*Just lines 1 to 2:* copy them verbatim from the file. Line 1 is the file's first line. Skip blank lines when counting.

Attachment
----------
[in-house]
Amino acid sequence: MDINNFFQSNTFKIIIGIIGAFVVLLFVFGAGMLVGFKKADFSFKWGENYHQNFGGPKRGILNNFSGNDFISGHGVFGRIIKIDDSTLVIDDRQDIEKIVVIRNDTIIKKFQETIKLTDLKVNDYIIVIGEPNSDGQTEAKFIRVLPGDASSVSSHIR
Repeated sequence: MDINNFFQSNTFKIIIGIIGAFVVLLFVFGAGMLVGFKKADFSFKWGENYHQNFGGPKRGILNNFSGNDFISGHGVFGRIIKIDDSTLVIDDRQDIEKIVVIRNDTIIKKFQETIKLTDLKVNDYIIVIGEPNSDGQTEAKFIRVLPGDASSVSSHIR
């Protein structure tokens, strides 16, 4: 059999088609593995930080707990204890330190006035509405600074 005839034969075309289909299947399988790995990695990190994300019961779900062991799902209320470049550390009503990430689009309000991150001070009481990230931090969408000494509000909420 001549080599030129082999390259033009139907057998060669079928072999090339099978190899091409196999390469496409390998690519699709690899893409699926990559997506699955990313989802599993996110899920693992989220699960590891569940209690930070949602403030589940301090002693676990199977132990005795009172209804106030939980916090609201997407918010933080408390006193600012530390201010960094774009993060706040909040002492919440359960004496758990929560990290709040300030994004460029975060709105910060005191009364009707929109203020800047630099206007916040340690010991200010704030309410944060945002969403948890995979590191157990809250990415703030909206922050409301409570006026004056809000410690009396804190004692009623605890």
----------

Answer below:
[in-house]
Amino acid sequence: MDINNFFQSNTFKIIIGIIGAFVVLLFVFGAGMLVGFKKADFSFKWGENYHQNFGGPKRGILNNFSGNDFISGHGVFGRIIKIDDSTLVIDDRQDIEKIVVIRNDTIIKKFQETIKLTDLKVNDYIIVIGEPNSDGQTEAKFIRVLPGDASSVSSHIR